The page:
Matt Blake describes Yankees pitching future that boomers will absolutely hate

Toronto Blue Jays v New York Yankees
Toronto Blue Jays v New York Yankees / Sarah Stier/GettyImages

Just because the game of baseball is morphing once again and lurching towards efficiency doesn't mean we have to like it.

Sure, bullpen games might be -- in some circumstances -- the most effective possible way to cover nine innings. A pitcher facing the lineup a third time over the course of a given game is inherently less likely to succeed. But ... that's the fun in it. The game of baseball used to include an element of danger. The baseball we grew up watching centered around the idea that this man should be tired and shouldn't be succeeding, and yet might persevere anyway, further crafting his legend.

Now, in the name of ruthless efficiency, "having five starters" has already been replaced by "having an ace with no restrictions, two or three guys who have to be exiled at the first sign of danger, and a fifth amalgamation of several quick-trigger arms." According to Yankees pitching coach Matt Blake, the leash may be tightening on even the mid-rotation arms across the game.

Blake spoke to Joel Sherman this week and told him to expect more of the Jhony Brito/Randy Vásquez-types across the league moving forward. Guys who could erase three innings out of the bullpen, sure, but who could also start and throw four (but, God forbid, NOT five). Flexibility and adaptability have always been prized throughout the game's history; that is not a recent development. But planning to enter the season with a bunch of pitchers who max out at four innings still doesn't sound optimal -- even if it's actually been ruthlessly optimized by the latest developments in sporting mathematics.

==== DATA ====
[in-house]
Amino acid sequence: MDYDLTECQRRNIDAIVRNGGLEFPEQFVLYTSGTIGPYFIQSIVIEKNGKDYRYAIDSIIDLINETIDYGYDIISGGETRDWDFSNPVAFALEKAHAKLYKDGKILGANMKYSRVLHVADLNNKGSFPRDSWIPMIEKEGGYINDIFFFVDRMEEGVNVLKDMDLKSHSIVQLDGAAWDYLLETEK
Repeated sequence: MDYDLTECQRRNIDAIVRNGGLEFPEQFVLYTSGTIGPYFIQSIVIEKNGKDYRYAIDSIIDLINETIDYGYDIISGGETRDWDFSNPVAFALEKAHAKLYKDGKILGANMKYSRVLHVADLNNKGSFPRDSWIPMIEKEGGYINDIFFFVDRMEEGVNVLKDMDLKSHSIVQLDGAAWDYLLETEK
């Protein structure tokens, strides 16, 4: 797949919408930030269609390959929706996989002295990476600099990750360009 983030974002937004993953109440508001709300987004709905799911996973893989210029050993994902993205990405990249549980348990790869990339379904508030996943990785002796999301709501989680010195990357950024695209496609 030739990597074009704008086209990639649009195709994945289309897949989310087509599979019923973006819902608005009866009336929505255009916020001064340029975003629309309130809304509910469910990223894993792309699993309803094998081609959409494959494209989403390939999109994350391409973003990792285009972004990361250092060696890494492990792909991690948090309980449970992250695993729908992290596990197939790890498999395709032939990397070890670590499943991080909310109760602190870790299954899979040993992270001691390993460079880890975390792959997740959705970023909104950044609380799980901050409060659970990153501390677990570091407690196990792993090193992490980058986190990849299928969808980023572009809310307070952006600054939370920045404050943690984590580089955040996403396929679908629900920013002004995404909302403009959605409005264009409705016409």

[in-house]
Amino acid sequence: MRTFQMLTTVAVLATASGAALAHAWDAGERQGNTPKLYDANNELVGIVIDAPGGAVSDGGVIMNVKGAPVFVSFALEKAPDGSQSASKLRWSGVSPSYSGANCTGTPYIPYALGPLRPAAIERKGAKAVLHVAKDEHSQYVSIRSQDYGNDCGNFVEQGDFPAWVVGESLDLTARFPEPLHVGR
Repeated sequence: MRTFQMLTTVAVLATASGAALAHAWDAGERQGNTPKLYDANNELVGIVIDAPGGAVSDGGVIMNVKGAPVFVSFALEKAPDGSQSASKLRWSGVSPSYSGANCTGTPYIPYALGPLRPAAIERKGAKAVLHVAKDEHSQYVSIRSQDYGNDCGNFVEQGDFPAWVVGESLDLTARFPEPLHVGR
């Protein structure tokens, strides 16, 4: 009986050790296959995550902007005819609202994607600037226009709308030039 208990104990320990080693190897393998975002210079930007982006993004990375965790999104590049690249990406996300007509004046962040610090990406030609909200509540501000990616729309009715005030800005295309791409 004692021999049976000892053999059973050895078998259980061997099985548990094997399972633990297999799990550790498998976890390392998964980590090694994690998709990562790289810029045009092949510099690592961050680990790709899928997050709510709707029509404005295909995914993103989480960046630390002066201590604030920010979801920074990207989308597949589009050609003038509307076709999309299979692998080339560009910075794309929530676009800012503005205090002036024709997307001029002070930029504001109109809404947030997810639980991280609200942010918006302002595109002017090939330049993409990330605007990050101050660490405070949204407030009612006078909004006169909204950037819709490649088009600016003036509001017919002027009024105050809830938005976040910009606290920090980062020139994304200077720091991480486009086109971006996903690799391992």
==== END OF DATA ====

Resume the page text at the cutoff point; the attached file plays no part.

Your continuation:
Yankees baseball is changing with MLB's trends, per Matt Blake

Blake's full quote, via Joel Sherman:

"It makes sense to me [to see if there are relief candidates who can start]. You can create more value by having more guys that can give you ‘length.’ It doesn’t necessarily need to be labeled starter or reliever, but stretching guys out and having hybrid roles will probably be a trend. A few teams basically ran two-, three-man rotations last year with a bunch of flex guys picking up the innings in different fashions. We used three or four of those types of hybrid roles at different points throughout the year. It allows you to utilize your personnel a little more creatively if done right."

Matt Blake

It can be the right answer, but it isn't aesthetically pleasing and we don't have to like it!

The Yankees sent Michael King into the rotation at his behest during the second half of 2023, and he managed to stretch all the way to 100 pitches. That's a bit different. But, using the Diamondbacks as an example, a team might trip into reaching the World Series using a patchwork, two-starter rotation, shouldn't be the goal. Arizona's bullpen and rotation weren't good enough during the regular season, and they ultimately weren't good enough in October, either; the D-Backs got outgunned by the Rangers, though it took a few rounds longer than we thought.

Bottom line? The Yankees have to keep up with the Joneses, but shouldn't they make the trends instead of seemingly always following suit? Better add "The Yankees' Rotation Strategies" to the list of things to avoid talking about at the Thanksgiving dinner table, right behind "The 2024 Election" and "Why Are All The Peanut Butters Organic Now?".